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When is Supervised Visitation Required by an Illinois Court? 

 Posted on March 03,2023 in Family Law

Orland Park Family Law AttorneyCourts generally presume that both parents are capable of providing adequate supervision and care for a child. Unless there is a reason to believe otherwise, parents are generally given the right to have unrestricted parenting time (previously called visitation) with their child.

However, the child's best interests are always the top priority in a child custody or divorce case. If there are concerns about a child's safety or a parent's ability to provide a safe environment for the child, the court may order supervised visitation.

Supervised Visitation and Other Parenting Time Restrictions

In some family law cases, a parent or other party raises concerns about the other parent's ability to keep a child safe. In a situation like this, they can petition the court for a parenting time restriction. There are many different types of parenting time restrictions, including limitations on the amount or frequency of parenting time, limitations on who may be present during parenting time, or requirements regarding the transportation of children between the two parents' homes. The court may also require parenting time to be supervised.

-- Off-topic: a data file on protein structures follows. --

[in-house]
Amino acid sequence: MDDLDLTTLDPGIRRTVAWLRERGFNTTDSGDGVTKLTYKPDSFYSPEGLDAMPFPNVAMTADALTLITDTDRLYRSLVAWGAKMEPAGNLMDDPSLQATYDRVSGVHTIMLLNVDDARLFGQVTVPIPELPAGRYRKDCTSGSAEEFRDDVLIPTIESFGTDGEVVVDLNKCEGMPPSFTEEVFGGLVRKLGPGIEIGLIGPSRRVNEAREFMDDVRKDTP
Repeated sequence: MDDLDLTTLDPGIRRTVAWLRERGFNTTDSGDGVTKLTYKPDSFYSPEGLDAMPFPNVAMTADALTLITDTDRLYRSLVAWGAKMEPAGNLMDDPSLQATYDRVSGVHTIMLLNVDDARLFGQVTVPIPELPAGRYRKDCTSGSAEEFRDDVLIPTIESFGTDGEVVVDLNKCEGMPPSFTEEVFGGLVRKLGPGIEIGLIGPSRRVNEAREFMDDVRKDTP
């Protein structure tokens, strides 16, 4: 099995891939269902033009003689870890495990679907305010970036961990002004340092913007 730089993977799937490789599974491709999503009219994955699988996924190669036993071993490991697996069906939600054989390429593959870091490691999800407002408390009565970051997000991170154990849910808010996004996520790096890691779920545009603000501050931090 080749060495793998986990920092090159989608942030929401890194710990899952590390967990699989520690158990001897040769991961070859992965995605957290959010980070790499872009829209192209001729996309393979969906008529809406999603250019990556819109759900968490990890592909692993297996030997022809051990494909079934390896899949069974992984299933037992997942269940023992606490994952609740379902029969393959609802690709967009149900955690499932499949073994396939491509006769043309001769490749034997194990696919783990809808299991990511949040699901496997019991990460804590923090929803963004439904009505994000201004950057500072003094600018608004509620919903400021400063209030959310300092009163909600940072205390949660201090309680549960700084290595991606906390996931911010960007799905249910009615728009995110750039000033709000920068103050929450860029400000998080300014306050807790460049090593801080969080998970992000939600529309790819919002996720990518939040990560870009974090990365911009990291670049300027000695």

Supervised visitation requires that a third party (such as a family member, professional supervisor, or social worker) be present during parenting time to ensure that the child's best interests are being met. The court may order supervised visitation if:

  • A parent has a history of child abuse or neglect

  • A parent has a serious mental health disorder or substance abuse problem that could put the child at risk of harm

  • There are concerns about the parent's ability to protect the child from verbal, physical, or emotional injury

  • The child has special needs that the parent cannot handle alone

The court seeks to preserve parents' parental rights whenever possible, so supervised visitation is typically seen as a last resort. Ample evidence will be needed to establish the need for supervised visitation. Supervision may be required for a few visits or for an indefinite period of time, depending on the circumstances. If the court finds that supervised visitation is in the best interests of the child, it will determine who will supervise and how often.

Contact a Will County Child Custody Lawyer

Our Joliet family law attorneys represent parents and other individuals in a wide range of family law matters. We can provide assistance and reliable legal support if you want to ask the court to restrict the other parent’s parenting time. We can also help you if your own ability to enjoy parenting time with your child is being threatened.

Call our office at 312-702-1293 and set up a private consultation to learn more about how we can help you.




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